“HI, I’M DALE KREIENKAMP, head of human resources for …” Very often, that’s how I would introduce myself. My introduction, and maybe yours, identified me with where I worked and what I did for a living. But how about now, when I don’t have a job? Who am I today?

It’s a great question and one I searched for answers to. At first, I wasn’t as quick to introduce myself as I’d been in the past, maybe shying away a little. I’m not normally shy; I’m an extrovert. I just felt awkward about what to say because I could no longer say what I had said for years. When I tell people I’m in between jobs, the reactions vary. For many, it’s like telling them you have cancer. They don’t know what to say and they certainly don’t want it to happen to them. For some, it kills the conversation. Most, however, are sympathetic and want to help—they just don’t know how.

Often it was me putting others at ease, assuring them everything would be okay. It gave me a chance to share my faith, telling them I believed in God and that I trusted he had a great plan for me. During this journey, I began to realize that too much of me had been wrapped up in what I did and who I worked for, neither of which are the most important things in life.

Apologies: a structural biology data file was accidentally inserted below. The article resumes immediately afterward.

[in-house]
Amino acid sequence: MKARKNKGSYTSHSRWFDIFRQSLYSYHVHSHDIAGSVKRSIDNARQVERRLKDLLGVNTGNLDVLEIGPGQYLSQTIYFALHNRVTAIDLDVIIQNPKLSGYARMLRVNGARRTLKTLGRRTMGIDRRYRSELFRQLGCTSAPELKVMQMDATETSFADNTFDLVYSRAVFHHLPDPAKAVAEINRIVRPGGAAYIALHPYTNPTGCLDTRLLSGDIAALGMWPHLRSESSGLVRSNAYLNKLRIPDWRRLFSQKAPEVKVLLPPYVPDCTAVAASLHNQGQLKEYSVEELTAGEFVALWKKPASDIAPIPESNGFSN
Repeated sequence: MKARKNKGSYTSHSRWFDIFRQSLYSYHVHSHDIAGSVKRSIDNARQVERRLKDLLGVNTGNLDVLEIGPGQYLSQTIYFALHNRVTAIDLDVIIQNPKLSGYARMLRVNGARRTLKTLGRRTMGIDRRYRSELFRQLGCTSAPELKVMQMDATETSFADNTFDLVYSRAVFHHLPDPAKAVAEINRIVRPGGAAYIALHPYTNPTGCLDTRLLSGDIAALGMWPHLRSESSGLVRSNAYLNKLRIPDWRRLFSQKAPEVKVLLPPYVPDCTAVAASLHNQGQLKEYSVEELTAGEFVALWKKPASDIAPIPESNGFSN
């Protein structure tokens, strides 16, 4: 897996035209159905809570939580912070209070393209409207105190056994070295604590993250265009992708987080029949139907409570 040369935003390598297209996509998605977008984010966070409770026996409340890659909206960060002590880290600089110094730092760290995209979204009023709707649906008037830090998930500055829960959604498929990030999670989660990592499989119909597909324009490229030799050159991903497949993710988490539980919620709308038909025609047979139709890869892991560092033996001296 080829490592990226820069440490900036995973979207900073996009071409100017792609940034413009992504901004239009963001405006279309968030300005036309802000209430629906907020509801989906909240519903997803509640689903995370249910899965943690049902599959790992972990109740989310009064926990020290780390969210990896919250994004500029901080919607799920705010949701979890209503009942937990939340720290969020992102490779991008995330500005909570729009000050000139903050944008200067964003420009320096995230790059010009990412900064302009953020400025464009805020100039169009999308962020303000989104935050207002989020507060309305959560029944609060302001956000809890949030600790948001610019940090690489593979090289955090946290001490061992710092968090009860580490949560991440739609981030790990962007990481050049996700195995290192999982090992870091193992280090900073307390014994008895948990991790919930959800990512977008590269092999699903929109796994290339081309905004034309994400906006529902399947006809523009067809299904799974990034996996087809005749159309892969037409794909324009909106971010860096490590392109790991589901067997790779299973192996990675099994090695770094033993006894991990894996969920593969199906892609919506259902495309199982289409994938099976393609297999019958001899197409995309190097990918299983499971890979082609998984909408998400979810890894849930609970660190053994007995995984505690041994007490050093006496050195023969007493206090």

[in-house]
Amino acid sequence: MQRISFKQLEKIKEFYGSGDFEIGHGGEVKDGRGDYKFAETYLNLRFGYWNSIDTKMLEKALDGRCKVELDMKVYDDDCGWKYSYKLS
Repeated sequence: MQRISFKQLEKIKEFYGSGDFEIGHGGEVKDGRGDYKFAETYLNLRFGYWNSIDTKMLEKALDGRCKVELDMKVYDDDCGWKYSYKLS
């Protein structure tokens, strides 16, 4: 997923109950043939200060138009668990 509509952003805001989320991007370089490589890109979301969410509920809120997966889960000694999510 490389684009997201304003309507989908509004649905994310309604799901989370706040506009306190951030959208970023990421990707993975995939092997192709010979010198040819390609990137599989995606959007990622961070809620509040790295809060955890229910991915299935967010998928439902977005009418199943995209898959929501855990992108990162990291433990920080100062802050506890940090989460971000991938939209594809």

In Sheila Walsh’s book, Life is Tough, But God Is Faithful, she talks about the time a growth on her vocal cord required that she cancel a concert tour. She faced the possibility of an operation and never singing again. It was a tough blow and she spent many hours in prayer, but what she revealed about the experience was what I needed most to hear. She writes, “I got the distinct impression that God was saying, Sheila, don’t you understand that I love you because of who you are and not for what you do? Your security has been all wrapped up in thinking of yourself as Sheila Walsh the singer, the evangelist, the speaker, the person who goes out there and does it all for Me. But that’s not why I love you. If you never sing another note, it will not matter to Me. I don’t need you to do things for Me. I just really love you.” That is so perfectly said.

One of my favorite passages in the Bible is Ephesians 2:8-10, which reads, It is by grace you have been saved, through faith—and this is not from yourselves, it is the gift of God—not by works, so that no one can boast. For we are God’s handiwork, created in Christ Jesus to do good works, which God prepared in advance for us to do. Our identity is not found in what we do, but in what God has done for us. It’s about God’s grace, not what we do—and that can be hard to accept. We are God’s handiwork; in return whatever we do is done in thankful response to his love.

Take this time to let God love you for who you are, not for what you did in your old job or what you will do in your next. It’s not who you are; it’s whose you are.

Excerpt from How Long, O Lord, How Long? Devotions for the Unemployed and Those Who Love Them.

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